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WHEN I NEXT RETURNED to Vietnam, living in Hanoi for a semester in 1991, the frigidity of the Cold War still lingered. Any Vietnamese who tried to visit our guest-house was severely questioned by the police posted at the entrance, and travel continued to be restricted. There was still no U.S. embassy. Inflation was at 67.1 percent. There was little food; we often found ground up newspaper baked in with our bread. The Temple of Literature, since then completely restored, was a shambles. The roof had fallen down, and a picture of Ho Chi Minh rested at an angle on the floor. However, in Ho Chi Minh City the watch-repair people on Pasteur Street were joined by establishments renting videos. Bicycles still dominated the streets, but now big white United Nations vehicles managed to cause minor blockages at intersections. The number of motorcyles grew monthly.
   Russians were by far the most dominant foreign presence in the country, numbering in the thousands -- though they were very unpopular. A Russian friend never admitted he was from the Soviet Union; he said he was Polish. At the time, there were approximately 50 Americans in Hanoi -- aid workers, journalists, lawyers, a couple of English teachers -- most working for organizations of other countries. Today, there are about 500 Americans in Hanoi, many of them to make money. More than half the foreign non-governmental development agencies in Vietnam now are American, according to the U.S.-Indochina Reconciliation Project.
   I returned to the U.S. to finish my degree at Penn. At the graduation ceremony in 1993, where Hillary Rodham Clinton spoke, I was proud to receive the national award from the Phi Delta International Honor Society for promoting cultural relations between Vietnam and the United States. Soon after the U.S. trade embargo against Vietnam was lifted in February 1994, the American Chamber of Commerce in the Socialist Republic of Vietnam was founded. In the absence of an embassy, this group of pioneer resident American businesspeople answered the questions of visitors and newcomers and met monthly to discuss challenges in Vietnam's business environment -- such as an undeveloped legal system and the lack of U.S. governmental support. In February 1995, I returned to become the chamber's first executive director in Ho Chi Minh City, which had become a boomtown. Former president George Bush during his visit likened the city to Odessa, Texas in the 1950s. New office buildings, hotels, and restaurants displayed tremendous use of resources. Vietnamese friends complained that schools were being knocked down for the overbuilding of offices and hotels.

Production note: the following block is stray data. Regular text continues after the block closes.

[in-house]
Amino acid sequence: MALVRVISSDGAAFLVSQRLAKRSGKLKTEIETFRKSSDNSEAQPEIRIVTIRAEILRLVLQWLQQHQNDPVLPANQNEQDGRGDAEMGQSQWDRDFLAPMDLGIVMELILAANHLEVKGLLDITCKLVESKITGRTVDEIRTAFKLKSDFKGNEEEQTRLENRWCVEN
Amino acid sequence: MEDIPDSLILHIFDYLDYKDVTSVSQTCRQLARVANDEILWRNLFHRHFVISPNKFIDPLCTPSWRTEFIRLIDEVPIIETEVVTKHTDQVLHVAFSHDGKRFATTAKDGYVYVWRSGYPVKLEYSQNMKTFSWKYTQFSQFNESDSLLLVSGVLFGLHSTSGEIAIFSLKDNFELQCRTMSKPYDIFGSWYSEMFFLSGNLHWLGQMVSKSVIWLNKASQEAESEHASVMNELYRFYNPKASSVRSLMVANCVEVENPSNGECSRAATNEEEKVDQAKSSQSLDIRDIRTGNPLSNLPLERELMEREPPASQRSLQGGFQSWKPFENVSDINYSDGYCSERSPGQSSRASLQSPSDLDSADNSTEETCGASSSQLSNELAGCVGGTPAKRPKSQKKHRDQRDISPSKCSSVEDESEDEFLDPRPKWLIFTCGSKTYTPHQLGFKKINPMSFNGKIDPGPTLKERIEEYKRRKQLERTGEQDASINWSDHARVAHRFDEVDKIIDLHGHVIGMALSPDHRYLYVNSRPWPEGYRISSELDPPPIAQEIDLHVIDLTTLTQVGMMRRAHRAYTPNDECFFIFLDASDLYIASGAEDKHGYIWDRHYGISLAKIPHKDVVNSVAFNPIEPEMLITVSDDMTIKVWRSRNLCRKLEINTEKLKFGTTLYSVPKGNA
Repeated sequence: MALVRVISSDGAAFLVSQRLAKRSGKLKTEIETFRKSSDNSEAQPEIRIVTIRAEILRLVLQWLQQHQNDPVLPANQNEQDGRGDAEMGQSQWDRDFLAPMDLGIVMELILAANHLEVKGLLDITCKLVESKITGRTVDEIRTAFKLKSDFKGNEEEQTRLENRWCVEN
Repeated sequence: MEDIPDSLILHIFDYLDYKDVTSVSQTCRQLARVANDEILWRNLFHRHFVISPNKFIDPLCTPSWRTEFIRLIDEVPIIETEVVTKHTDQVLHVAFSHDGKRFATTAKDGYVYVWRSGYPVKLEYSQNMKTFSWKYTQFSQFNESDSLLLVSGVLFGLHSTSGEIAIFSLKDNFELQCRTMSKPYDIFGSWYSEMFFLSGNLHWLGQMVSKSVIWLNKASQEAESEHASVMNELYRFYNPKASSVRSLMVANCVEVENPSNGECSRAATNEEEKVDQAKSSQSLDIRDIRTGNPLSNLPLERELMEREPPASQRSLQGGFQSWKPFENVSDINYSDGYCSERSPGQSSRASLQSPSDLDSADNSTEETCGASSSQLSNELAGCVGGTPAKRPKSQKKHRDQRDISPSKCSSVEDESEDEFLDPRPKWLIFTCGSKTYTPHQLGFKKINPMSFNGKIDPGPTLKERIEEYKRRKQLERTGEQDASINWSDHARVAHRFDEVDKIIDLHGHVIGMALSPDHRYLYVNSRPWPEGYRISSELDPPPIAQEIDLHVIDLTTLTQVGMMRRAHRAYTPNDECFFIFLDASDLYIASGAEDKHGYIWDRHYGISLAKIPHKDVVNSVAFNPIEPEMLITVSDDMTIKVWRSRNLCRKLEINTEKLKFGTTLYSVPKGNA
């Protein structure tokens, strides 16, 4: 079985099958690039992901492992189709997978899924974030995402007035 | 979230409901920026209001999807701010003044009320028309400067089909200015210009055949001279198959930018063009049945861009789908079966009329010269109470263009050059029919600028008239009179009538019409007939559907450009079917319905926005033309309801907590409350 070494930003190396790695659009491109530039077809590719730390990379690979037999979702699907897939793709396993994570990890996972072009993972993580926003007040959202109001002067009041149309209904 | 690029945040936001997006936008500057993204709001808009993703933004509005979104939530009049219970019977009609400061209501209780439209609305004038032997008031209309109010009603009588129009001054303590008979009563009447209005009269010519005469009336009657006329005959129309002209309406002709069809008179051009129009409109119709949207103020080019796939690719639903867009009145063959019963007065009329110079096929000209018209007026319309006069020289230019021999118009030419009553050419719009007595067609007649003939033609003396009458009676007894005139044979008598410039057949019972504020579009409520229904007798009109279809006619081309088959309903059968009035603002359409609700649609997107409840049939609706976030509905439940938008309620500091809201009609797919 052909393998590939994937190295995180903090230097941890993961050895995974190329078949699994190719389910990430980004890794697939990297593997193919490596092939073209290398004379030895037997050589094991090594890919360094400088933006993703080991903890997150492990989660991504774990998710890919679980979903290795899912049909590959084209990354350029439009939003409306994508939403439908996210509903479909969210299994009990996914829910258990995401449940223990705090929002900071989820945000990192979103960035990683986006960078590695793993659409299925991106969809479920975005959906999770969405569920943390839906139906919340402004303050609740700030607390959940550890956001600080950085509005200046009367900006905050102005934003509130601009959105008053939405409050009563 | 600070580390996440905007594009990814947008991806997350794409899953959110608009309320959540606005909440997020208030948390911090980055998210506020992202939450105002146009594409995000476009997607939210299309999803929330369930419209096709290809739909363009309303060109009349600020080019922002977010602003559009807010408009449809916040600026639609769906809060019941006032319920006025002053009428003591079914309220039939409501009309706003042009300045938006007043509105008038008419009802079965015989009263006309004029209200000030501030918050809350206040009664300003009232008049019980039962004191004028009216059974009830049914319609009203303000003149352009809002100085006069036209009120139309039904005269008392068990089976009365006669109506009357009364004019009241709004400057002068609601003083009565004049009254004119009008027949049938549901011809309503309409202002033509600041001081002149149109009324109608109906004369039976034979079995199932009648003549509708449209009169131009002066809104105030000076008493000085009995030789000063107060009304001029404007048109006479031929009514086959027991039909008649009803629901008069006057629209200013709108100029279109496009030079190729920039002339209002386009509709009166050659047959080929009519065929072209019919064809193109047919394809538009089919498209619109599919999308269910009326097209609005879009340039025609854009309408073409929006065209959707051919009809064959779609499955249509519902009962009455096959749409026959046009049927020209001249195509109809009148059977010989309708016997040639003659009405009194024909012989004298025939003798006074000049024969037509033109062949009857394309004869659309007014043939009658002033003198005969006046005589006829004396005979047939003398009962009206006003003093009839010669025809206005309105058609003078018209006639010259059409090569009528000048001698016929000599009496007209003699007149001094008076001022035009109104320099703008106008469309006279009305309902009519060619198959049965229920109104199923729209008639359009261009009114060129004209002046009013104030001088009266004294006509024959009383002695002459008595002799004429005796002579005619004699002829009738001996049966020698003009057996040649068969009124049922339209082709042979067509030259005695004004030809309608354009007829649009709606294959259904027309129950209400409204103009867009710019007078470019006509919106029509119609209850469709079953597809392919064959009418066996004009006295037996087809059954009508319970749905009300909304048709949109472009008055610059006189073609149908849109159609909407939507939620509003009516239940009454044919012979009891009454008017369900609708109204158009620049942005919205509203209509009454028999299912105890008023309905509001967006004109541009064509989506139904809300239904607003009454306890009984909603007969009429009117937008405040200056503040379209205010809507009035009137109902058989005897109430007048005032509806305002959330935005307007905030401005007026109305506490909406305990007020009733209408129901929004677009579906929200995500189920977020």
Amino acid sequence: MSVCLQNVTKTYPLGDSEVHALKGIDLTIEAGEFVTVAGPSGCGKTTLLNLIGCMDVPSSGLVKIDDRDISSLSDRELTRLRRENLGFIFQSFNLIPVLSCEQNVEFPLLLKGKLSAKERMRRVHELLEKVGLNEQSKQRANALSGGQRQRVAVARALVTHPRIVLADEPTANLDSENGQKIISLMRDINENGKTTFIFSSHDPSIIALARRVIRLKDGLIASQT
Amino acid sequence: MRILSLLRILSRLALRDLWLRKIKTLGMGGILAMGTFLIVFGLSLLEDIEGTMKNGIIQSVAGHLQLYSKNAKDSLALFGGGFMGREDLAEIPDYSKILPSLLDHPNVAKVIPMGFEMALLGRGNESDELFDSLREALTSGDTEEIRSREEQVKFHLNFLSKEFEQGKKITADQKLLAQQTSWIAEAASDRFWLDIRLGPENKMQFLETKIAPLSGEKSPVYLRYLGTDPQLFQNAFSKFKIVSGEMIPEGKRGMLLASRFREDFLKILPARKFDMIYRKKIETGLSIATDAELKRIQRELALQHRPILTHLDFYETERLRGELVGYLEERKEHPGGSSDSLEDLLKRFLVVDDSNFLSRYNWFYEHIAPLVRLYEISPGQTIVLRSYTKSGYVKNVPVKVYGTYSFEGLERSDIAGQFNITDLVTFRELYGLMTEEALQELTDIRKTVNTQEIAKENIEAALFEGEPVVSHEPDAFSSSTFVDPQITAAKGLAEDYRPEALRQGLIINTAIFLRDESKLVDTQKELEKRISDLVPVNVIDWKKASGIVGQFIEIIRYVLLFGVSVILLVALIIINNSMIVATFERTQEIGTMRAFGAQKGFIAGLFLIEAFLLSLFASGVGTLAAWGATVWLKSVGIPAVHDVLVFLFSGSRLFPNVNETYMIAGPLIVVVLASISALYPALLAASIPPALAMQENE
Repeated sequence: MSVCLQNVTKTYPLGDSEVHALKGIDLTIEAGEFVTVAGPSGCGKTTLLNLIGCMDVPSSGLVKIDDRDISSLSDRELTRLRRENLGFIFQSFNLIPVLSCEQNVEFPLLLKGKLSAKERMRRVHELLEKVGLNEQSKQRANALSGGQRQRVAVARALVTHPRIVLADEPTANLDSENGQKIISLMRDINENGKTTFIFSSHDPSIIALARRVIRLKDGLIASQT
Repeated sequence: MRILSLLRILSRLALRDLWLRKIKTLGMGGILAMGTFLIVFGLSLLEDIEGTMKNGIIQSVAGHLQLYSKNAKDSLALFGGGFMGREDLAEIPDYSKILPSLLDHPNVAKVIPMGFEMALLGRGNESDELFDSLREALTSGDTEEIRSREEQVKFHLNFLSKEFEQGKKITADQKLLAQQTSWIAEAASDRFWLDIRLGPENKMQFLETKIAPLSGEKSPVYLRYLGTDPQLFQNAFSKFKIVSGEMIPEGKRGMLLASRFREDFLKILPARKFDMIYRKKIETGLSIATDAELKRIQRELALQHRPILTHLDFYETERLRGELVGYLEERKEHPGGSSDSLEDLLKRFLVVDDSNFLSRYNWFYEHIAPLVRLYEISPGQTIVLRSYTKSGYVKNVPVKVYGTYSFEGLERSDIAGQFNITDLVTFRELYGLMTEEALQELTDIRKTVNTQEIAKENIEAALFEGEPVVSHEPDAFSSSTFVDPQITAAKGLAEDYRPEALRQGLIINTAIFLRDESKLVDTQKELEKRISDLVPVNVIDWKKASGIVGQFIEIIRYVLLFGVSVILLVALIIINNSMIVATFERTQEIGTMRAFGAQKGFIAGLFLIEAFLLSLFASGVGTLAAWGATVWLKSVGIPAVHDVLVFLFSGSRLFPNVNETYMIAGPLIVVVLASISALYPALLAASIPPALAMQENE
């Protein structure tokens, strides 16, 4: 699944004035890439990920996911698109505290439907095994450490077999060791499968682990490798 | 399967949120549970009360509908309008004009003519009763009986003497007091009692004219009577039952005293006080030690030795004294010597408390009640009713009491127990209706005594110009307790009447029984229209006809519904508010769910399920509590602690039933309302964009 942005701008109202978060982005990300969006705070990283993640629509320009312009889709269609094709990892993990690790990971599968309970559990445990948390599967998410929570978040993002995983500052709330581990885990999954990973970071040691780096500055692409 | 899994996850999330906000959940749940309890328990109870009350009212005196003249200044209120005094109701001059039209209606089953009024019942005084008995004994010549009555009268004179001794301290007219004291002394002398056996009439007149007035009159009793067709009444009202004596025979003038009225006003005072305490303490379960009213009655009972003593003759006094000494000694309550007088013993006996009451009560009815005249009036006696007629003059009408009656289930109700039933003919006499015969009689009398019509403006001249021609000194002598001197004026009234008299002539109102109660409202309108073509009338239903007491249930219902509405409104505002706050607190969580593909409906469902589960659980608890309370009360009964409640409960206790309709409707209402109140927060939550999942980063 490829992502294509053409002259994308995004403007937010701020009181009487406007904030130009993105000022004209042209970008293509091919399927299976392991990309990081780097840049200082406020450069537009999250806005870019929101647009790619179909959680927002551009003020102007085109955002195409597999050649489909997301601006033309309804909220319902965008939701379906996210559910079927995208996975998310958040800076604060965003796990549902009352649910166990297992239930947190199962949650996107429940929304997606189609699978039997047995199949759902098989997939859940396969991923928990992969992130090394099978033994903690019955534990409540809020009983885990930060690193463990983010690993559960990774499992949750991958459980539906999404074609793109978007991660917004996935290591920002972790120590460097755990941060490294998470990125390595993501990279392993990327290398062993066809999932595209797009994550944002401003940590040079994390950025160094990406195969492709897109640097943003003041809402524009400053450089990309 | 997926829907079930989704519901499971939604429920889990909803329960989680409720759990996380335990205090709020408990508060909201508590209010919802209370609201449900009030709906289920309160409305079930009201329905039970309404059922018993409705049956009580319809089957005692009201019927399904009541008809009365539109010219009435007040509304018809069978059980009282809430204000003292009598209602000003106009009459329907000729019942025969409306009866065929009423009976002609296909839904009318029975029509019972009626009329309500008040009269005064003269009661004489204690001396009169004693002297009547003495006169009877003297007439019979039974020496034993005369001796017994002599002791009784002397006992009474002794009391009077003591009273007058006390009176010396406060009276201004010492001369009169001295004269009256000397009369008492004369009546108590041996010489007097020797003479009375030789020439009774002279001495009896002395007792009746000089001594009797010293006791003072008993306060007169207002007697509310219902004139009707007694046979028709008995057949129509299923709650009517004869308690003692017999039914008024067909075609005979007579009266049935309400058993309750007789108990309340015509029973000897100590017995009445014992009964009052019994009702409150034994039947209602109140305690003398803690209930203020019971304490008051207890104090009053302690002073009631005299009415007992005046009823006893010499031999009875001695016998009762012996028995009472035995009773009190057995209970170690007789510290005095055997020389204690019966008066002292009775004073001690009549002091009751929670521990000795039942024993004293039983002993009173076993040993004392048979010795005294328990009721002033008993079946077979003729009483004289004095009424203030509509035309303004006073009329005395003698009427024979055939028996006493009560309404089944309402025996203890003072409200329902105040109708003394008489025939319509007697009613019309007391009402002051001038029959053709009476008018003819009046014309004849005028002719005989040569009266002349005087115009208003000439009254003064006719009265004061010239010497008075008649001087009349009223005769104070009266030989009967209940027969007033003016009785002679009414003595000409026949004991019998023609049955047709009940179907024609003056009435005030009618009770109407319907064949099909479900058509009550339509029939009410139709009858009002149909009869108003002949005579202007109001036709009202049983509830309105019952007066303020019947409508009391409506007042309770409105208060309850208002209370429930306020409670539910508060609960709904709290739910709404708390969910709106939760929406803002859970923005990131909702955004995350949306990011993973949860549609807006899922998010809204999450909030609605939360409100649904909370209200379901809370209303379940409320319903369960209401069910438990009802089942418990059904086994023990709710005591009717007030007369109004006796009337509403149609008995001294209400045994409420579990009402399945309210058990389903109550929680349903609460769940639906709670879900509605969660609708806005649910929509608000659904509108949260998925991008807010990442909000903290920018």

In some respects the mainstays of Vietnamese life remained the same -- street cafes, delicious local food establishments located far down alleyways. During the Season of Tet, the lunar new year, families still gathered to gamble over cards. But mobile phones had sprouted among the foreign and local community alike; Vietnamese had new jade buddhas on gold necklaces, where they had worn none before; and on Pasteur Street, the watch-repair and video-rental industries were now over-shadowed by a massive trade in color television sets (and, more recently, by construction of one of the first and tallest international standard office high rises in the city). Vietnamese friends -- who, though exceptionally talented and bright, had been unemployed for three years -- were now able to find work with foreign firms. Wealthy Vietnamese families paid Americans up to $20 an hour for English tutoring and began to send their children to the United States for college. The money was coming out from under the mattresses -- and out of foreign investors' pockets. Continued...
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